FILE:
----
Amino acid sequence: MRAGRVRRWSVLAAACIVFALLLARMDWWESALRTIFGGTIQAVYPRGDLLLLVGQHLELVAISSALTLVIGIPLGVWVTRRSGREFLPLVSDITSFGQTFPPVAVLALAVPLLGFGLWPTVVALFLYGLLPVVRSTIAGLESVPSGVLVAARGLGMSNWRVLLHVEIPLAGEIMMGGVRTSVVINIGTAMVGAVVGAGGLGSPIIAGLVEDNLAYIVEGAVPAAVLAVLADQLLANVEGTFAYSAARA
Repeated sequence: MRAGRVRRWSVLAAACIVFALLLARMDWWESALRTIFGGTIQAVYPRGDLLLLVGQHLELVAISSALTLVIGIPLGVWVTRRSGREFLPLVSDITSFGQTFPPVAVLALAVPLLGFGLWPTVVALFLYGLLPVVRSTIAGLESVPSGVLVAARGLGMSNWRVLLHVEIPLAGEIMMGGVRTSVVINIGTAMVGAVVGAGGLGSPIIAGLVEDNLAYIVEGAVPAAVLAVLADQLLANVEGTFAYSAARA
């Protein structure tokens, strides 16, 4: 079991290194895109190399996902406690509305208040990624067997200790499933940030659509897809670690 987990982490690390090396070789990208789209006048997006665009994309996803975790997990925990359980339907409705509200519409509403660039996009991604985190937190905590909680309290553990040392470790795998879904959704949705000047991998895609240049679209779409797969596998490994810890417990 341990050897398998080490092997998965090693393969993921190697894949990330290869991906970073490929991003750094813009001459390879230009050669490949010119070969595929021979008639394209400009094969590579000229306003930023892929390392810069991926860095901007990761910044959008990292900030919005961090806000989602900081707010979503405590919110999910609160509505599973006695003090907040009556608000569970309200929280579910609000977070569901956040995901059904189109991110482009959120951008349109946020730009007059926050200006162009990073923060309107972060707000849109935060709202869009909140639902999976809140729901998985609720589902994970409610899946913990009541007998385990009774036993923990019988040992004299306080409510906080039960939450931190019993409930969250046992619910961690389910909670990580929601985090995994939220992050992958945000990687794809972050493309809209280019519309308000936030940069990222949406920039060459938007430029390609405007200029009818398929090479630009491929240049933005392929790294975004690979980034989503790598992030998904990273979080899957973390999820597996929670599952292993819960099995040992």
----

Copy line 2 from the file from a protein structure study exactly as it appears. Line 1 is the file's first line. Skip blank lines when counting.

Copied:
Repeated sequence: MRAGRVRRWSVLAAACIVFALLLARMDWWESALRTIFGGTIQAVYPRGDLLLLVGQHLELVAISSALTLVIGIPLGVWVTRRSGREFLPLVSDITSFGQTFPPVAVLALAVPLLGFGLWPTVVALFLYGLLPVVRSTIAGLESVPSGVLVAARGLGMSNWRVLLHVEIPLAGEIMMGGVRTSVVINIGTAMVGAVVGAGGLGSPIIAGLVEDNLAYIVEGAVPAAVLAVLADQLLANVEGTFAYSAARA